If you invested in Netflix (NFLX), Amazon (AMZN), Facebook (FB) or Google (GOOGL), (GOOG) over the past 10 years, you’ve done very well for yourself. Below you can see what those stocks have done in the last decade (Facebook is 245% above its $38 IPO price from mid-2012). The question is, have these high-growth stocks appreciated to the point that there’s little upside left? This article will examine that question.
What’s remarkable about these performances isn’t just the incredible growth and volatility, but that all four of these companies have very little commitment to returning cash directly to shareholders. None of them have ever paid a dividend, nor do they consistently buy back shares. Netflix has a debt/equity ratio of 1.3 and negative tangible equity that has gotten consistently more negative over the past five years. Amazon has reported losses in five of the last 10 quarters. Facebook will always limit the obnoxiousness and thus revenue potential of their ads, although they may be able to better monetize the newsfeed. They also may not be doing as well with current teens.Google Glass flopped, and some of their other  R&D projects may be of dubious investment value. But at the same time, all of these companies run high-growth, wide-moat business that are flat-out exciting. What’s interesting is that the share price reflects the latter reality, not the former.
We can see with Stock Rover that the pricing for most of these stocks looks pretty rich compared to the S&P average and their respective industries. Netflix and Amazon have incalculable P/Es, since they’re outspending their revenue stream, and Netflix has negative cash flow as well. Amazon and Netflix also have book values far out of line with the S&P, or even the other companies on the list. However, not all pricing is as rich as others: Google and Facebook are in line for relatively normal 2016 P/Es, and Google’s book and cash flow valuations look like a reasonable premium for a high growth company. Amazon’s sales valuation is also in a pretty normal range.
When we look at the industry deciles for these companies, we see a similar story. All rank well in growth, but poorly in price/sales (a lower decile number is better). Here we see pretty well crystallized an inverse relationship between growth and valuations for earnings, book, sales and cash flow.
Looking at the charts below, we can see that Google’s valuations have come down over the last 10 years in a way that isn’t true for Netflix and Amazon. Netflix’s Price/Sales is back to where it was before the Qwikster fiasco of 2011, when the company tried to spin off its DVDs-by-mail business, and 800,000 subscribers ran for the exits. Although it’s hard to see in the graph, Amazon’s P/S of 2.5 is also on the higher side of its historical range. Looking at Price/Book tells a similar story. Google was on the lower end of its respective ranges, until shares spiked 15% recently. The cause: Google showed discipline with expenses, and beat earnings estimates.
That’s especially relevant because I think the reason Google’s multiples came down over the past few years was investor cynicism about Google’s fiscal priorities. While most of what Amazon and Netflix spend goes directly to furthering their business – more warehouses or another season of House of Cards – many investors felt Google was spending on side projects unrelated to their core search business. As awesome as that search business is, I think the market felt that Google’s free-spending ways warranted a lower valuation. Google’s recent fiscal discipline have hinted they’re becoming a different kind of company than the rest, more like an Apple (AAPL) than a Netflix. Investors seem pleased about that.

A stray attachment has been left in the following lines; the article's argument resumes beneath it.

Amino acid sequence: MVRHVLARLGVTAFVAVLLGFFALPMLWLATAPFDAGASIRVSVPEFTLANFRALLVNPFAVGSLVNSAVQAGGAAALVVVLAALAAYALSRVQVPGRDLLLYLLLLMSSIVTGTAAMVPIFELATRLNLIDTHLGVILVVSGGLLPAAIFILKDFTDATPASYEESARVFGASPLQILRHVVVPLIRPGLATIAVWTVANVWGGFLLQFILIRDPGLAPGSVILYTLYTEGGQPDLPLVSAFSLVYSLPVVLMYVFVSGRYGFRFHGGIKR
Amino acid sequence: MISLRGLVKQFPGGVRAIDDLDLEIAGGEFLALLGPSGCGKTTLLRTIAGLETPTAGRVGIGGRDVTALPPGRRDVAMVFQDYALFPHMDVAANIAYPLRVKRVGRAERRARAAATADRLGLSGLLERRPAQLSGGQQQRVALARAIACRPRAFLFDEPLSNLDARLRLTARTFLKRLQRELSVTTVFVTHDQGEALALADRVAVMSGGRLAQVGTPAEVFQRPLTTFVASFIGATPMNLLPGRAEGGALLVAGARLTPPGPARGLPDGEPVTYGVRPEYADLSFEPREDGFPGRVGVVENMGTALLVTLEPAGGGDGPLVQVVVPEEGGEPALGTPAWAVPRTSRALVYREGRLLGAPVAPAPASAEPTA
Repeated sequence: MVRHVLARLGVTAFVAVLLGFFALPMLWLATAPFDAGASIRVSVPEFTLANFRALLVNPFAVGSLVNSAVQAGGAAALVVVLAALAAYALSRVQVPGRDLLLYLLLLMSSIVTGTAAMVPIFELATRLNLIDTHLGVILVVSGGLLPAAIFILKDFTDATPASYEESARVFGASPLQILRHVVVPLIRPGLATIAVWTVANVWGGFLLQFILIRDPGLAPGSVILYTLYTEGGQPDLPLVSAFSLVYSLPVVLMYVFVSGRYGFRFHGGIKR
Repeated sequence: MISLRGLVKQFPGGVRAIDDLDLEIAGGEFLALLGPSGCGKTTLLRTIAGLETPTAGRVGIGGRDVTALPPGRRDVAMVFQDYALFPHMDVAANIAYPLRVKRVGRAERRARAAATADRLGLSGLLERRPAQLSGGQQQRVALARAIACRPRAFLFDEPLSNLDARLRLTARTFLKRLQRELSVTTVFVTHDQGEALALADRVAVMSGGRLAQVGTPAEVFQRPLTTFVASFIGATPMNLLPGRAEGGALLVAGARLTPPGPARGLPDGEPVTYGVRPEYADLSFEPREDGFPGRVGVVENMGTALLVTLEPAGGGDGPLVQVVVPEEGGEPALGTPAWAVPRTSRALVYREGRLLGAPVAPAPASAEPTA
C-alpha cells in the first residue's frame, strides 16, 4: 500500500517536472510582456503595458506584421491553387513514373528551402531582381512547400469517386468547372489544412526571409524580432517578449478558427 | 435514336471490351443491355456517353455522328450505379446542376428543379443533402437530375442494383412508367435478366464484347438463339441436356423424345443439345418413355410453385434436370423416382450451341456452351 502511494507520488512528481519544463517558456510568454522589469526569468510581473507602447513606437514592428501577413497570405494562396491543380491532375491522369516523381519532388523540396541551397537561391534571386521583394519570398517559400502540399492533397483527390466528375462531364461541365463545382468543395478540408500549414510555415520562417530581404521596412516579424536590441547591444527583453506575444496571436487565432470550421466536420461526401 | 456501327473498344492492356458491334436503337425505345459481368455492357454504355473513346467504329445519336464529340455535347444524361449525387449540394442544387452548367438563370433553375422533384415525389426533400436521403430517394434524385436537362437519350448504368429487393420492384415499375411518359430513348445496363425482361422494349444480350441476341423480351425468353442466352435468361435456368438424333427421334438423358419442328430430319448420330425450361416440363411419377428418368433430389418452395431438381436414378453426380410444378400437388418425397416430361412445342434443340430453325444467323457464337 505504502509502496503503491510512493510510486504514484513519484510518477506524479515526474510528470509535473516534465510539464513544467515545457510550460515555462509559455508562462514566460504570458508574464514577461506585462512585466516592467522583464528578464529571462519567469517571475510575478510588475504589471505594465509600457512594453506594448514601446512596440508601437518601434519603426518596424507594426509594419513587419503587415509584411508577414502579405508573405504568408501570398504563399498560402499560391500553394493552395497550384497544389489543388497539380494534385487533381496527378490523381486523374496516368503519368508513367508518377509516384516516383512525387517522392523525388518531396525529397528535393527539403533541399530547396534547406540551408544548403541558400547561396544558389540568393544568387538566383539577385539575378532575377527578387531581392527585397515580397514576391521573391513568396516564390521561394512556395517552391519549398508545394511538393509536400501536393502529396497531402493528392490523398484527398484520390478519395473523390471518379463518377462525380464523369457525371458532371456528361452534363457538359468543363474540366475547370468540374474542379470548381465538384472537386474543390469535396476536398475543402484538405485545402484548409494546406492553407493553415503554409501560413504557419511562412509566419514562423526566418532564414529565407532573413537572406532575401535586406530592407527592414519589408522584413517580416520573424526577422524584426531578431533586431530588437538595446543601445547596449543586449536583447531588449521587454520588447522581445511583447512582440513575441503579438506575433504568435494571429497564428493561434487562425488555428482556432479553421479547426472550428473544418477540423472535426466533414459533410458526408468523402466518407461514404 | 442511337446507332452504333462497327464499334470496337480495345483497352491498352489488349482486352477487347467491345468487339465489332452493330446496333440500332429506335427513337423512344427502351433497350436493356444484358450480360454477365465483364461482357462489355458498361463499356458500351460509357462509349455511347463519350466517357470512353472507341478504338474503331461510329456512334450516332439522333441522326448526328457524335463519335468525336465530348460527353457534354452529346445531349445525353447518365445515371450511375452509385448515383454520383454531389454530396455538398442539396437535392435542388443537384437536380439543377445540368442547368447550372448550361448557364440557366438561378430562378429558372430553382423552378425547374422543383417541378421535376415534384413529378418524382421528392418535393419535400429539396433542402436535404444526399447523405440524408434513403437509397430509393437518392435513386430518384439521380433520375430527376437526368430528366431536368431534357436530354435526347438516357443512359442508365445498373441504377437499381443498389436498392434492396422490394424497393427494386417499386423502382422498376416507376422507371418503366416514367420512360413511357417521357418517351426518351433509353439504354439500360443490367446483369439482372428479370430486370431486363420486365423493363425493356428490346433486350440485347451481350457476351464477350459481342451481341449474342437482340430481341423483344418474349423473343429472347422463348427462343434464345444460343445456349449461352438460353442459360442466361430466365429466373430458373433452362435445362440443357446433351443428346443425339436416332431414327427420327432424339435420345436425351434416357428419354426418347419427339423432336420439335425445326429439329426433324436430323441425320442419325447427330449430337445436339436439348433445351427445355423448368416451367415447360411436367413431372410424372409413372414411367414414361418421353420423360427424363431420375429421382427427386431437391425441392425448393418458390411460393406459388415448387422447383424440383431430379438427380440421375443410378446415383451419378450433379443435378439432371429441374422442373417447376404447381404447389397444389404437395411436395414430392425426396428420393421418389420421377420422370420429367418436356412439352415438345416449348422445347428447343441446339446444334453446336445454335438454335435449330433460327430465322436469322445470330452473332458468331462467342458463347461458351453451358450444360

In a way, these kinds of stocks are unhinged from reality: Is Netflix really 440 times more valuable than it was 10 years ago? Has it really become 78% more valuable every year for ten years? That’s an average growth rate of 15.5% every quarter or 4.9% every month. For 10 years. When Netflix executed a 7:1 stock split last week, the company’s stock was up 20% the same day, possibly because investors could now buy a $100 stock instead of a $700 stock, even though the new shares are 1/7th as valuable as they had been. Netflix has to pop. I would never short it, but the bubble has to pop.
But in another way, these companies possess many of the aspects that GARP (Growth At a Reasonable Price) and value investors often look for: wide-moat business, loyal customers, network effects, high growth. No one will ever replace Google search, Amazon online retail or Facebook, much as no one will ever build another North American railroad. Yet the pricing is far out of line with what most value investors or even growth investors would normally pay.
I consider owning Netflix or Amazon primarily a momentum trade, while Google and Facebook are better seen as growth investments. Amazon has been taking the long view on reinvesting in their business for 20 years: They could keep spending on more warehouses and drones forever and never get around to directly returning cash to shareholders. Amazon Web Services could be a great business, but I don’t know how large a portion of Amazon’s revenue it could ever become. Netflix could continue ramping up their content creation budget, but may not be able to replicate the extraordinary string of hits they’ve had so far. These companies might continue to prioritize those investments over putting cash directly in shareholder’s pockets for the foreseeable future. I wonder if investors will some day take the same cynical approach with these companies they’ve had with Google and drop their valuations.
As for me, I’d rather own Google or Facebook, companies that are moving towards a more realistic earnings valuation. Those businesses are similarly irreplaceable, but with less room to come down if investors become bearish the way they have with, say, Twitter (TWTR).